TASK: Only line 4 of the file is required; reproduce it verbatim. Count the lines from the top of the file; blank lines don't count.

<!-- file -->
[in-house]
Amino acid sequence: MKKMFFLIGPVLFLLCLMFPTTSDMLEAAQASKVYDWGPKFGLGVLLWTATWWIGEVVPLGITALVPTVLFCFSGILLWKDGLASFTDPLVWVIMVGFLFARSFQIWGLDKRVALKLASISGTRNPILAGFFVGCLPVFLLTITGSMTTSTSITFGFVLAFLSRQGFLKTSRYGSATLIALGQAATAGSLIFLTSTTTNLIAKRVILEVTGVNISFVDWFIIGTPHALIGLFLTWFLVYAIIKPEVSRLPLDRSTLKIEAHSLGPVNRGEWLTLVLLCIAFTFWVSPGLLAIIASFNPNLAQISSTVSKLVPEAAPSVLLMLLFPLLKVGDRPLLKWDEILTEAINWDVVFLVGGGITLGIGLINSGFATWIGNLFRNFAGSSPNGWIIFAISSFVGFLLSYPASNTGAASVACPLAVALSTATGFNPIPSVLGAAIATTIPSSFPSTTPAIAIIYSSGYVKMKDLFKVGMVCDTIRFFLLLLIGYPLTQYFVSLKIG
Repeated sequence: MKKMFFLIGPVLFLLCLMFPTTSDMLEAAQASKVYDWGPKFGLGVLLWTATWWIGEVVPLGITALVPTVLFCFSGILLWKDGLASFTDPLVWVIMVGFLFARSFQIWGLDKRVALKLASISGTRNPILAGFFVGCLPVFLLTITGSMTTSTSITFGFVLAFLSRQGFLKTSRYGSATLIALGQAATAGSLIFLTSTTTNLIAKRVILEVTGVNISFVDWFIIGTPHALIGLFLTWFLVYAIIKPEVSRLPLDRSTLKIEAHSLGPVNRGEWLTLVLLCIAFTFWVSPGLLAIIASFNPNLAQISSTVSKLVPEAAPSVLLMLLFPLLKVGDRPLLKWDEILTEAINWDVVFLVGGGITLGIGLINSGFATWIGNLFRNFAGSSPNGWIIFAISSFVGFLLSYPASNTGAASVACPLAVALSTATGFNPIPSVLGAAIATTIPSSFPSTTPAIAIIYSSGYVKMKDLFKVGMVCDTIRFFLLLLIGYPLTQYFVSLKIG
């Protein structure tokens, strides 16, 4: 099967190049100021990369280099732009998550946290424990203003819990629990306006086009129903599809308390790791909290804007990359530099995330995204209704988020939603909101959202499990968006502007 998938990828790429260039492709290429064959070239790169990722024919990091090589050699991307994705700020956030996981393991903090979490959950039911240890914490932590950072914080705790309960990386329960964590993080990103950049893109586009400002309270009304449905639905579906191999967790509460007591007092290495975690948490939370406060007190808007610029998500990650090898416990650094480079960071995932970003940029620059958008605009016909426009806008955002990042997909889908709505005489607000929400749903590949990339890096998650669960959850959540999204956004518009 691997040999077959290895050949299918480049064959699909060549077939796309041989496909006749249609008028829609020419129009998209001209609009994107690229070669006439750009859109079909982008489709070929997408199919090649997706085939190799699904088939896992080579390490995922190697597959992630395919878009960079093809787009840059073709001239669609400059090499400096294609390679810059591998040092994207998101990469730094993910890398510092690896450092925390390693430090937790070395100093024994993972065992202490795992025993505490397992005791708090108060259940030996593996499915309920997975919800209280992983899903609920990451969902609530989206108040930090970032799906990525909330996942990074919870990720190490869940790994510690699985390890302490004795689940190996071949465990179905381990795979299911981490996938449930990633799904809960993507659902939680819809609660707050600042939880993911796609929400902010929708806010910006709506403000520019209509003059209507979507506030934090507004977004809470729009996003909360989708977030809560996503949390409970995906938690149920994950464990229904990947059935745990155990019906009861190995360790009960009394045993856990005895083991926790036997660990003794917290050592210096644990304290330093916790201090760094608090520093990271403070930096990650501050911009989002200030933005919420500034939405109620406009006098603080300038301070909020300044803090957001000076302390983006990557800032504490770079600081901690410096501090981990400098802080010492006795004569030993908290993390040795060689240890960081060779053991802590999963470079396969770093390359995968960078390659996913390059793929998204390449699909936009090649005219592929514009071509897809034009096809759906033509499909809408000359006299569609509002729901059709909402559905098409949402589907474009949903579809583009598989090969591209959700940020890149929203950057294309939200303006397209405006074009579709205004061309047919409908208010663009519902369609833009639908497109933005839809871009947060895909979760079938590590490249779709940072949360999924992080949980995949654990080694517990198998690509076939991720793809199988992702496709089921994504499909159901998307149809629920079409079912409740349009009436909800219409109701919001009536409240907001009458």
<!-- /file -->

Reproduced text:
């Protein structure tokens, strides 16, 4: 099967190049100021990369280099732009998550946290424990203003819990629990306006086009129903599809308390790791909290804007990359530099995330995204209704988020939603909101959202499990968006502007 998938990828790429260039492709290429064959070239790169990722024919990091090589050699991307994705700020956030996981393991903090979490959950039911240890914490932590950072914080705790309960990386329960964590993080990103950049893109586009400002309270009304449905639905579906191999967790509460007591007092290495975690948490939370406060007190808007610029998500990650090898416990650094480079960071995932970003940029620059958008605009016909426009806008955002990042997909889908709505005489607000929400749903590949990339890096998650669960959850959540999204956004518009 691997040999077959290895050949299918480049064959699909060549077939796309041989496909006749249609008028829609020419129009998209001209609009994107690229070669006439750009859109079909982008489709070929997408199919090649997706085939190799699904088939896992080579390490995922190697597959992630395919878009960079093809787009840059073709001239669609400059090499400096294609390679810059591998040092994207998101990469730094993910890398510092690896450092925390390693430090937790070395100093024994993972065992202490795992025993505490397992005791708090108060259940030996593996499915309920997975919800209280992983899903609920990451969902609530989206108040930090970032799906990525909330996942990074919870990720190490869940790994510690699985390890302490004795689940190996071949465990179905381990795979299911981490996938449930990633799904809960993507659902939680819809609660707050600042939880993911796609929400902010929708806010910006709506403000520019209509003059209507979507506030934090507004977004809470729009996003909360989708977030809560996503949390409970995906938690149920994950464990229904990947059935745990155990019906009861190995360790009960009394045993856990005895083991926790036997660990003794917290050592210096644990304290330093916790201090760094608090520093990271403070930096990650501050911009989002200030933005919420500034939405109620406009006098603080300038301070909020300044803090957001000076302390983006990557800032504490770079600081901690410096501090981990400098802080010492006795004569030993908290993390040795060689240890960081060779053991802590999963470079396969770093390359995968960078390659996913390059793929998204390449699909936009090649005219592929514009071509897809034009096809759906033509499909809408000359006299569609509002729901059709909402559905098409949402589907474009949903579809583009598989090969591209959700940020890149929203950057294309939200303006397209405006074009579709205004061309047919409908208010663009519902369609833009639908497109933005839809871009947060895909979760079938590590490249779709940072949360999924992080949980995949654990080694517990198998690509076939991720793809199988992702496709089921994504499909159901998307149809629920079409079912409740349009009436909800219409109701919001009536409240907001009458």